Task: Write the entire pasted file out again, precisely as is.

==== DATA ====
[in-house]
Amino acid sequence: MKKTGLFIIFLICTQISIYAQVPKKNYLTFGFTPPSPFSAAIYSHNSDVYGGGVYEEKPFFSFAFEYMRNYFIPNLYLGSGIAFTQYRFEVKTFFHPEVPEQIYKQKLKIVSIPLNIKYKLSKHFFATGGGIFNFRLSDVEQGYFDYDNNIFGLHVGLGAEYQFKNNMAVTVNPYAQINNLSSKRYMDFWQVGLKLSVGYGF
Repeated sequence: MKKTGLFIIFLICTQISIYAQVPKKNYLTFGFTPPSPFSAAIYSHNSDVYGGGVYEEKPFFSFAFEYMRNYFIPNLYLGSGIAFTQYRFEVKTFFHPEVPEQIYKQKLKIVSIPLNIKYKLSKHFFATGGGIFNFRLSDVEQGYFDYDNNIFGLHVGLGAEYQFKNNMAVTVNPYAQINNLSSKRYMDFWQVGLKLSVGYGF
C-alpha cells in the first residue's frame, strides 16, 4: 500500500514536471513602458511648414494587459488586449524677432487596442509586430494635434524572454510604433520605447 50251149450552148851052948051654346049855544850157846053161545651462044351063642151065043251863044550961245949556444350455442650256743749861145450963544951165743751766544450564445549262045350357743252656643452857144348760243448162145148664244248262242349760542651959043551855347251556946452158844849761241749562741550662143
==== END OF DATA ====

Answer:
[in-house]
Amino acid sequence: MKKTGLFIIFLICTQISIYAQVPKKNYLTFGFTPPSPFSAAIYSHNSDVYGGGVYEEKPFFSFAFEYMRNYFIPNLYLGSGIAFTQYRFEVKTFFHPEVPEQIYKQKLKIVSIPLNIKYKLSKHFFATGGGIFNFRLSDVEQGYFDYDNNIFGLHVGLGAEYQFKNNMAVTVNPYAQINNLSSKRYMDFWQVGLKLSVGYGF
Repeated sequence: MKKTGLFIIFLICTQISIYAQVPKKNYLTFGFTPPSPFSAAIYSHNSDVYGGGVYEEKPFFSFAFEYMRNYFIPNLYLGSGIAFTQYRFEVKTFFHPEVPEQIYKQKLKIVSIPLNIKYKLSKHFFATGGGIFNFRLSDVEQGYFDYDNNIFGLHVGLGAEYQFKNNMAVTVNPYAQINNLSSKRYMDFWQVGLKLSVGYGF
C-alpha cells in the first residue's frame, strides 16, 4: 500500500514536471513602458511648414494587459488586449524677432487596442509586430494635434524572454510604433520605447 50251149450552148851052948051654346049855544850157846053161545651462044351063642151065043251863044550961245949556444350455442650256743749861145450963544951165743751766544450564445549262045350357743252656643452857144348760243448162145148664244248262242349760542651959043551855347251556946452158844849761241749562741550662143